EU consumers wouldn’t simply save €525 million of cash each day if they switched over to electric transport — they will have to pay for the electricity to power their electric cars, buses, scooters, bikes, etc. However, the thing about electricity is that it’s generated locally or regionally — it can even be generated on the roof of your home (via solar panels, of course). So, rather than sending €525 million each day to Saudi Arabia, Russia, Nigeria, the UAE, Canada, Iraq, Angola, Libya, etc., consumers would theoretically send cash to national or regional utilities, regional power plant owners, community solar and wind farms, or just their kids’ savings accounts.
The total wouldn’t come to €525 million, though, since electric drivetrains are approximately 3–4 times more efficient than gasoline engines. Of course, it’s hard to have a strong clue as to how transport patterns will change, which electric cars will dominate, how much electricity will cost, etc., but we can be pretty certain we will be saving money on transport once we switch 100% to electrification.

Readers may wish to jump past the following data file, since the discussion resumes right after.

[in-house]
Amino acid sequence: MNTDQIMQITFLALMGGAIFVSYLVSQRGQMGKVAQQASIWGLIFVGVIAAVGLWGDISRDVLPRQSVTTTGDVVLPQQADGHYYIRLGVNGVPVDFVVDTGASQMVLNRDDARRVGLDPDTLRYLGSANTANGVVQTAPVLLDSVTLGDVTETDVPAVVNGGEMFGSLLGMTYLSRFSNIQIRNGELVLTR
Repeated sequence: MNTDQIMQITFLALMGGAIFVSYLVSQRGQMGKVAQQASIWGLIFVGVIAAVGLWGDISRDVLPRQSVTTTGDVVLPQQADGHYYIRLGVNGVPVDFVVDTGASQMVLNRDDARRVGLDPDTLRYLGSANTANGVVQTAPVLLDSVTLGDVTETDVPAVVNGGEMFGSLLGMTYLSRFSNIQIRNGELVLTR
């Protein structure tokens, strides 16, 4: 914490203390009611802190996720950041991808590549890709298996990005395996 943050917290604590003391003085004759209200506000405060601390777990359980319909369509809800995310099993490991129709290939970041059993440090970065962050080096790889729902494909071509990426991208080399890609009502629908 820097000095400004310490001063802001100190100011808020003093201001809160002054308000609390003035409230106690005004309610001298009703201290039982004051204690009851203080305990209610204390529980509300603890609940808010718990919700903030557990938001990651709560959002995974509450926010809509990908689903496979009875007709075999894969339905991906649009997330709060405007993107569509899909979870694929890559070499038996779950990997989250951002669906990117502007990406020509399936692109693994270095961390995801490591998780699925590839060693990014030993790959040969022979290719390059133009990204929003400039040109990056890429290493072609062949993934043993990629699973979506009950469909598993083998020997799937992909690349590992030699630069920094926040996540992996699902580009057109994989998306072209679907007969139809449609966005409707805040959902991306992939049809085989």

Michael Liebreich and Angus McCrone noted in a recent article that 7% of tax revenue comes from gasoline (petrol) and diesel taxes in Europe. Naturally, governments will need to find ways to get tax revenue from other sources to replace that revenue, but this matter is just about taxpayer money going to the government to go back to taxpayers via various services and infrastructure, so it’s not about net societal gains/losses from electrification.